The machine selects an image from the database to interpret. Using a series of algorithms the machine seeks patterns within the work that it can mimic and reproduce using its own drawing apparatus and logic. It executes a physical drawing of its interpretation and upon completion interrogates what it has drawn. Exploiting Google Image Search algorithms, the machine attempts to find similarity between its production and online images, constructing meaning through association. The first n results from the Google Image search are downloaded, processed, and executed by the drawing apparatus to record the machine’s understanding of its own work.

    Act 1: Interpret work from Google Art Project.

    1a: Select a work.
    1b: Interpret using a pixel to vector algorithm.
    1c: Convert to machine language.
    1d: Output analog graphic interpretation.

    Act 2: Interpret own drawing using Google Image Search.

    2a: Submit drawing to google image search.
    2b: Select the first n results.
    2c: Interpret using a pixel to vector algorithm.
    2d: Convert to machine language.
    2e: Output analog graphic interpretation.

    # vimeo.com/64287731 Uploaded 271 Plays 0 Comments
  5. biome presents:
    Digital Interdisciplinations - Prototypes: Prosthetics, Parasites

    Tin Sheds Gallery, 10 August–8 September, 2012
    148 City Rd, Darlington NSW 2006, Sydney

    Digital Interdisciplinations recognises the transition that has occurred from our initial collective amazement with digital technology towards a more nuanced fascination with the potential for new relationships it generates. The exhibition focuses on the delicacies of these relationships – are these symbiotic, prosthetic or parasitic? What happens in a digitally enhanced responsive environment, when mutual dependencies develop on a temporal individual basis? What happens when, as David Rokeby suggests, the interactive part becomes as much a material for designing as matter itself?

    The exhibition is informed by these human concerns. Its approach to the digital (animation, advanced geometries, fabrication and interactivity) springs from more messy cultural and intersocial concerns, embedding desire, memory, hunt, loss, curiosity, imagination, identity and recognition, within the works and making these emotional qualities the drivers of exhibition projects that become prototypes of interactions and interdisciplinations.

    Digital Interdisciplinations exists in a digital crossroads, bridging between design realms that develop in and out of the digital – it recognizes that digital techniques, software and computation have become a joint language between disciplines. The project pursues speculative ideas, concepts, processes, techniques, and technologies that develop at the boundary of art, architecture and interactive media art.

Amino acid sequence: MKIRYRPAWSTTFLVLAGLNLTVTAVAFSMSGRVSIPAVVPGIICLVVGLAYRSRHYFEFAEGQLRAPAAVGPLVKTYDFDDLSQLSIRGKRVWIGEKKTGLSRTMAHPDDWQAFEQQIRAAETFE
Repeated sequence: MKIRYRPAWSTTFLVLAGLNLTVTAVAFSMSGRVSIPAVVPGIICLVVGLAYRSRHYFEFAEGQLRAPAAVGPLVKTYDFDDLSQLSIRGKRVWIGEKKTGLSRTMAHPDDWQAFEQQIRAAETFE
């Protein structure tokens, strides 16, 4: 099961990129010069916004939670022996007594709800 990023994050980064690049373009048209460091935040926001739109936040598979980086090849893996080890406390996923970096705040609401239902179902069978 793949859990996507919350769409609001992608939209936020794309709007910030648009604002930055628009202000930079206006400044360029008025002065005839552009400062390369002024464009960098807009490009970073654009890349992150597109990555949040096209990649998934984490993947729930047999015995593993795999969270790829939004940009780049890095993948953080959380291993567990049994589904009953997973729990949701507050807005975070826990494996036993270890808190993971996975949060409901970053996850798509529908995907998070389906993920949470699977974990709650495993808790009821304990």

Metastasis (Martin Tomitsch, Eduardo Barata,Luke Hespanhol, Philip Peltz)

    Metastasis is an interactive light installation discussing the conflict between personal indulgence and social responsibility utilising the environmental impact of energy consumption as a conceptual vehicle to express such dichotomy. Pleasure and guilt, beauty and shame are continuously interplayed on a immersive tapestry of entangling light challenging the audience’s role in the experience and questioning its very own raison d’être.

    The installation is conceived as a dark room inhabited by a parasitical organism embedded into the gallery building. The parasite takes the shape of three squared cauldrons of light energy lined up like glowing windows across one of the walls of the room. The cauldrons do nothing and although some movement can be softly perceived at their surface, it has ultimately no coherence or follows any pattern. The cauldrons stand as sheer beacons of purposeless and wasteful energy spending, burning non-stop for no apparent reason. In the middle of the room, an array of 10 colourful spotlights hangs from the roof, pointing to different directions across the walls of the room.

    As the cauldrons release their energy, a pattern of growing light cells emerge off them and onto the room walls in the form of projected animation, crawling through the surfaces as if wishing to take the entire room over. Those are “waste cells”—units of bad social habits spreading around uncontrollably like cancer and fed by the audience’s inaction. The extension of their spread is proportional to the cauldrons current energy consumption. If consumption increases, the replicating cells spread further; if it gets reduced, the cancer of waste recedes back to the cauldrons. Likewise, when it spreads further enough to reach the spotlights, those get turned on, one by one, illustrating their contamination by light; when the “waste cells” recede back, wasteful consumption is being tamed and the spotlights go off. When the cauldrons are functioning at full glow the whole room is therefore covered by the intricate, delicately beautiful tissue of light cells and all the spotlights are on, projecting colourful dots around the room. Beauty and aesthetic pleasure born out of sheer waste of resources.

    It takes human effort and participation to heal this social cancer and control the spread of wasteful consumption and strike a healthy balance between pleasure and guilty, comfort and self-imposed deprivation, physical/emotional indulgence and ethically oriented behaviour. Such conflicts are represented by the mechanisms of interaction between audience and artwork. When individuals step into the room, their shadows are casted over the cauldrons. Their projected silhouette, being dark, turns screen pixels off and, in consequence, brings the level of consumption down. That, in turn, causes the previously expanding “waste cells” to recede back to their sources, making the room grow less and less lit until eventually it ends up in almost total darkness. By engaging with the installation, the audience therefore also contributes to its demise. Just like natural resources, its utilisation and the indulgence on its cherished benefits—here crystallised as aesthetic beauty—inevitably leads to its exhaustion.

    # vimeo.com/64285466 Uploaded 187 Plays 0 Comments